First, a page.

When Rahul Enrike (19) was arrested with his friends for snatching a chain from a woman on a Vasant Vihar road in south Delhi to buy an expensive gift for his girlfriend, it caught his ‘affluent’ family off guard.
Bewildered, his parents told the police they had noticed some unusual behaviour in their son but did not know what to do.
Now, there is a glimmer of hope for such families.
Parents worried for their ‘deviant’ children can log on to a website — www.dpjju.com — and seek help. Launched by the Delhi Police, it has names of several NGOs and agencies that can counsel the children.
The police launched this website in view of the rising number of incidents where teenagers have taken to crime.
“If parents notice any deviant behaviour in their children, they should bring it our notice,” said Sudhir Yadav, joint commissioner of police, juvenile justice unit. “There are several agencies working in collaboration with us that will counsel them.”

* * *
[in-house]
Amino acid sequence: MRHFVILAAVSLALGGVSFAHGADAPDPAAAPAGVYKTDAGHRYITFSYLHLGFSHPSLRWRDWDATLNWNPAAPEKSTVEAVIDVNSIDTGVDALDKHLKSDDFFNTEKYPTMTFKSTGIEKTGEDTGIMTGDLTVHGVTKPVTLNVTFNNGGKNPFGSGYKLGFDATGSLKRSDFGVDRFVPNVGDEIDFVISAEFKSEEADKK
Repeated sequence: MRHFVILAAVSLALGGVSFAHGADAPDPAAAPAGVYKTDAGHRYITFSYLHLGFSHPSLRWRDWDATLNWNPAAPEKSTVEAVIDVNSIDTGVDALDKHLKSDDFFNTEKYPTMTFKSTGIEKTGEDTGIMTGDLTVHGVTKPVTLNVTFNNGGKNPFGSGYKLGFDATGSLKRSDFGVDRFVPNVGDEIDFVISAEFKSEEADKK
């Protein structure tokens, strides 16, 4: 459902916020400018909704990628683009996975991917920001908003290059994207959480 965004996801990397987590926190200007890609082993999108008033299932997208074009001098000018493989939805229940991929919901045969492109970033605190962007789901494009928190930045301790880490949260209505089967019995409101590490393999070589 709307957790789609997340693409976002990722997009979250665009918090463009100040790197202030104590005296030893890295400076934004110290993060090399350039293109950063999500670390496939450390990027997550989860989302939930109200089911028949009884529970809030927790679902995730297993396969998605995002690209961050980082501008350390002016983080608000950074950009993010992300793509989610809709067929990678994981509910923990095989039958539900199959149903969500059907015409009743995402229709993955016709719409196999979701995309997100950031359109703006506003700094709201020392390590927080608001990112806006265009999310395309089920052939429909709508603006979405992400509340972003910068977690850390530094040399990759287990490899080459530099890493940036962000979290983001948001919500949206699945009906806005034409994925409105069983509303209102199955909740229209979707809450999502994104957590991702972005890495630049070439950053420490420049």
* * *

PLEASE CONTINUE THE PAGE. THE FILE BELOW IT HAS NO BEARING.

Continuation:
Over 100 NGOs have been roped in. Their names, addresses and contact numbers have been displayed on the website. It also has the names of books that parents can make use of.
Taking a cue from the 2004 MMS scandal , a separate page has been dedicated to ‘teen sexting’. “Under pressures from friends, peers and even adults, the teenagers are becoming victims of sexting. Often it results in widespread distribution among colleagues, friends and family, resulting in embarrassment, harassment and blackmail," the website reads.
It also addresses issues like underage drinking and child trafficking, besides helping parents identify whether their child is being abused or not.